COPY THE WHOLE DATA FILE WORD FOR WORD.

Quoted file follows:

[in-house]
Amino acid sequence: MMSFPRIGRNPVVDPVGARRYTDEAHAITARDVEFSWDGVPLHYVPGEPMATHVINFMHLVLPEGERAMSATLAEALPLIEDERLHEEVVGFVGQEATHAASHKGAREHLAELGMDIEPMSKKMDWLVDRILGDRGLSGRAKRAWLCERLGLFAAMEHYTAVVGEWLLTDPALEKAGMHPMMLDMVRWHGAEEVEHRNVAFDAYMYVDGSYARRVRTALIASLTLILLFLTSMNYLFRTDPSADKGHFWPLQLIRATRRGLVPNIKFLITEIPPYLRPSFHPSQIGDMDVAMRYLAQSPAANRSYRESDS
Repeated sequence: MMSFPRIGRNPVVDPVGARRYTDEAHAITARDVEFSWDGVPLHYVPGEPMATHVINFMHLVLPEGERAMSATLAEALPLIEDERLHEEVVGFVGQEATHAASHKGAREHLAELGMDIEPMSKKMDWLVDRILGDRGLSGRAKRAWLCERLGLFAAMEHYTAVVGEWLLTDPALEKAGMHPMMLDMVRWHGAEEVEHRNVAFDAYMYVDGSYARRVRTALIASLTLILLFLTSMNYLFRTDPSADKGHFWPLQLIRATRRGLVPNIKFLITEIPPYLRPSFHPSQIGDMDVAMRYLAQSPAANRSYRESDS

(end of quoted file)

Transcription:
[in-house]
Amino acid sequence: MMSFPRIGRNPVVDPVGARRYTDEAHAITARDVEFSWDGVPLHYVPGEPMATHVINFMHLVLPEGERAMSATLAEALPLIEDERLHEEVVGFVGQEATHAASHKGAREHLAELGMDIEPMSKKMDWLVDRILGDRGLSGRAKRAWLCERLGLFAAMEHYTAVVGEWLLTDPALEKAGMHPMMLDMVRWHGAEEVEHRNVAFDAYMYVDGSYARRVRTALIASLTLILLFLTSMNYLFRTDPSADKGHFWPLQLIRATRRGLVPNIKFLITEIPPYLRPSFHPSQIGDMDVAMRYLAQSPAANRSYRESDS
Repeated sequence: MMSFPRIGRNPVVDPVGARRYTDEAHAITARDVEFSWDGVPLHYVPGEPMATHVINFMHLVLPEGERAMSATLAEALPLIEDERLHEEVVGFVGQEATHAASHKGAREHLAELGMDIEPMSKKMDWLVDRILGDRGLSGRAKRAWLCERLGLFAAMEHYTAVVGEWLLTDPALEKAGMHPMMLDMVRWHGAEEVEHRNVAFDAYMYVDGSYARRVRTALIASLTLILLFLTSMNYLFRTDPSADKGHFWPLQLIRATRRGLVPNIKFLITEIPPYLRPSFHPSQIGDMDVAMRYLAQSPAANRSYRESDS